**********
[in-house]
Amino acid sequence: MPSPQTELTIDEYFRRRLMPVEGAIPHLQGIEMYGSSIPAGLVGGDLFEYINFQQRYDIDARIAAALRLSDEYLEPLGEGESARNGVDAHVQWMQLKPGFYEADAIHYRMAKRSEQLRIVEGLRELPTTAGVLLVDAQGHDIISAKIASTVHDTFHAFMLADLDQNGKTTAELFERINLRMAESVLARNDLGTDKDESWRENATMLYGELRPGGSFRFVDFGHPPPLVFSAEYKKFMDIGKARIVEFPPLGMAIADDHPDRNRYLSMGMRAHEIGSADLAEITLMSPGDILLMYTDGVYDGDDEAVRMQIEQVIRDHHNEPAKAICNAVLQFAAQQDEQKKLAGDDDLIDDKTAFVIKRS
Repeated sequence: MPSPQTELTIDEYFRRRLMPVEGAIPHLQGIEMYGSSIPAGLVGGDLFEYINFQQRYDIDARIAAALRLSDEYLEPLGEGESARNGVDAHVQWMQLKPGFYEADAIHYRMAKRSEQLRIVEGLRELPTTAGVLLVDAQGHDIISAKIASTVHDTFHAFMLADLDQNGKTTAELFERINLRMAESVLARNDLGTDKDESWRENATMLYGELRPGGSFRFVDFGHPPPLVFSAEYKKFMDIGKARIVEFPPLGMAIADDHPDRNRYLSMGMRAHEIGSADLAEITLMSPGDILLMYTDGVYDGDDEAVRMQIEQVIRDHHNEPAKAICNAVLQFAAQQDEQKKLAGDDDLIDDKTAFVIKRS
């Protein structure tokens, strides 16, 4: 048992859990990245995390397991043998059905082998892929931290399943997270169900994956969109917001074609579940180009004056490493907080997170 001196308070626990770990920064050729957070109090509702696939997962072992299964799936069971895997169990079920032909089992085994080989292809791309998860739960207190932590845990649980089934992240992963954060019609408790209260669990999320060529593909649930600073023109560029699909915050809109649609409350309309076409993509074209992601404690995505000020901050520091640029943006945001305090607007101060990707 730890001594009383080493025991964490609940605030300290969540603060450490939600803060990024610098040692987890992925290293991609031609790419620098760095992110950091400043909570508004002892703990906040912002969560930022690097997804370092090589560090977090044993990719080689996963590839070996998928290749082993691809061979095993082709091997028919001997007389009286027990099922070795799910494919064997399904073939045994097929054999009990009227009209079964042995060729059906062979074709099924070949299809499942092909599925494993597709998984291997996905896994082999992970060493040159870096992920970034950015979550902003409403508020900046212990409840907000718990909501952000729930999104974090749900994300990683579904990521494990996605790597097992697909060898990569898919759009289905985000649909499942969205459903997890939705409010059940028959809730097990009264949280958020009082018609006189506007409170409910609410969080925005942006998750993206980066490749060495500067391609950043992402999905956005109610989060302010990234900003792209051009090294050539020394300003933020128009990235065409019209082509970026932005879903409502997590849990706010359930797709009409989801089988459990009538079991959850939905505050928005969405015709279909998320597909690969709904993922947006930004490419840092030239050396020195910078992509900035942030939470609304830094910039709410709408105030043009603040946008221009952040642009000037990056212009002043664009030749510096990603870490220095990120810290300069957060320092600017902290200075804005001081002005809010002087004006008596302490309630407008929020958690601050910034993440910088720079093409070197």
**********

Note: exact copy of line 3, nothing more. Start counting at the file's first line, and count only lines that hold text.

Repeated sequence: MPSPQTELTIDEYFRRRLMPVEGAIPHLQGIEMYGSSIPAGLVGGDLFEYINFQQRYDIDARIAAALRLSDEYLEPLGEGESARNGVDAHVQWMQLKPGFYEADAIHYRMAKRSEQLRIVEGLRELPTTAGVLLVDAQGHDIISAKIASTVHDTFHAFMLADLDQNGKTTAELFERINLRMAESVLARNDLGTDKDESWRENATMLYGELRPGGSFRFVDFGHPPPLVFSAEYKKFMDIGKARIVEFPPLGMAIADDHPDRNRYLSMGMRAHEIGSADLAEITLMSPGDILLMYTDGVYDGDDEAVRMQIEQVIRDHHNEPAKAICNAVLQFAAQQDEQKKLAGDDDLIDDKTAFVIKRS